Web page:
At step 509 if the agent has not yet recited a list of selectable choices or options, the process may loop back on the same step until the agent has to recite two or more choices or options hat the customer may select from. If the agent has to recite two or more options or choices to the caller as determined at step 509, the agent pushes a send button or other mechanism associated with the pre-configured text message to send the message including the options or choices for selection to the caller at step 510.
It will be apparent to one with skill in the art that the multi-modal customer interaction system of the invention may be provided using some or all of the mentioned features and components without departing from the spirit and scope of the present invention. It will also be apparent to the skilled artisan that the embodiments described above are specific examples of a single broader invention which may have greater scope than any of the singular descriptions taught. There may be many alterations made in the descriptions without departing from the spirit and scope of the present invention.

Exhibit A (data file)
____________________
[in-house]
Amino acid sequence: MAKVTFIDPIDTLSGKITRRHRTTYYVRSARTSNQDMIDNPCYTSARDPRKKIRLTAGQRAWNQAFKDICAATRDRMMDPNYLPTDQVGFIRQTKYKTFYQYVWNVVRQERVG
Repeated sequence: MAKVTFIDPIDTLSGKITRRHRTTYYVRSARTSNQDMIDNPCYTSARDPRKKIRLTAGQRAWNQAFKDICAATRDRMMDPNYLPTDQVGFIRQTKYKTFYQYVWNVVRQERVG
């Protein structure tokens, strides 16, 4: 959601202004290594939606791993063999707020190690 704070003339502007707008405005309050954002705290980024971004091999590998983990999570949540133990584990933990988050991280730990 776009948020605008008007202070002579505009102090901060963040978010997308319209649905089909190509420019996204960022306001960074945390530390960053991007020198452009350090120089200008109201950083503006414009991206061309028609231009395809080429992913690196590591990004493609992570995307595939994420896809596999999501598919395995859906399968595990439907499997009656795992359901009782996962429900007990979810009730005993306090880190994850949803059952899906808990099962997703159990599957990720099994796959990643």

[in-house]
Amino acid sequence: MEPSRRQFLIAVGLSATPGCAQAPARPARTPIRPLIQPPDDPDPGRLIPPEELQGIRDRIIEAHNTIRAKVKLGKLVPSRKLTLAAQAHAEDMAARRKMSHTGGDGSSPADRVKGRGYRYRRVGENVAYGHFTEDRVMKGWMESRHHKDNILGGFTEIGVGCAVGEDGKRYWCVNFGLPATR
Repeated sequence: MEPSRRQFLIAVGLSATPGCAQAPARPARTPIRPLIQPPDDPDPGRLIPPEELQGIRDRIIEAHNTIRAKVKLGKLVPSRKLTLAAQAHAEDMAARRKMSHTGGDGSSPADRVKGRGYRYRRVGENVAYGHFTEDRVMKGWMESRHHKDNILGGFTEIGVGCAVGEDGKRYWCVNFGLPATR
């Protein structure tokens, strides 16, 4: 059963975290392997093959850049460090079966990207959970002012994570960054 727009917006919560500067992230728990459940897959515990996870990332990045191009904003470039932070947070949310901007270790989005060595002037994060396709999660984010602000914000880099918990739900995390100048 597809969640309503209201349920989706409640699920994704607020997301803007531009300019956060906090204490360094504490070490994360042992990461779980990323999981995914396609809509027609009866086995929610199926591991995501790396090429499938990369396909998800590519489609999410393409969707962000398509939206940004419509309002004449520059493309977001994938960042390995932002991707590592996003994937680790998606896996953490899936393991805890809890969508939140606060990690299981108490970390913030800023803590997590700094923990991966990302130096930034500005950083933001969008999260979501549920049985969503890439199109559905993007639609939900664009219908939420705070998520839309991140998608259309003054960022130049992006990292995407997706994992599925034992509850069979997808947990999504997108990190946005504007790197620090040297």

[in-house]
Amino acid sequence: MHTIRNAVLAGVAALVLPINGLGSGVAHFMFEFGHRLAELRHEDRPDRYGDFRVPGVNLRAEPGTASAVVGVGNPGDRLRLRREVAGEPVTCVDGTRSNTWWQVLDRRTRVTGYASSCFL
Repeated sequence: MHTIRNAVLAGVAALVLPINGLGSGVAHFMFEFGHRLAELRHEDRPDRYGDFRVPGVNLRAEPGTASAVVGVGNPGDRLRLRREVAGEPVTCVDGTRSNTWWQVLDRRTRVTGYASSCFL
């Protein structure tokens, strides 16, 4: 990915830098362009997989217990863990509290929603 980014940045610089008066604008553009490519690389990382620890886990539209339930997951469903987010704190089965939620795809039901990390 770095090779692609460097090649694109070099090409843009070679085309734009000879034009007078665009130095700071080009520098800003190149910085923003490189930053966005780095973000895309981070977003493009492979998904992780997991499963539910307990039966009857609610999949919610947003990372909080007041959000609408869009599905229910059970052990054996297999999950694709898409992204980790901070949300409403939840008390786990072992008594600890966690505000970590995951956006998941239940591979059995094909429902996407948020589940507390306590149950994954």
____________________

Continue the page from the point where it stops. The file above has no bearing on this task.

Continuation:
1. A method for interacting with a caller, comprising:
- interacting by voice with a caller by an interactive voice response (IVR) system executing an IVR script;
- tagging, by a processor, individual portions of the IVR script, the individual script portions for providing choices by voice;
- associating with the tagged portions, by the processor, text messages providing same choices as the tagged portions; and
- when one of the tagged portions of the IVR script is encountered in the interaction, transmitting the associated text message to the caller.
2. The method of claim 1, further comprising turning over the interaction with the caller to a live agent at a station to which the call is routed.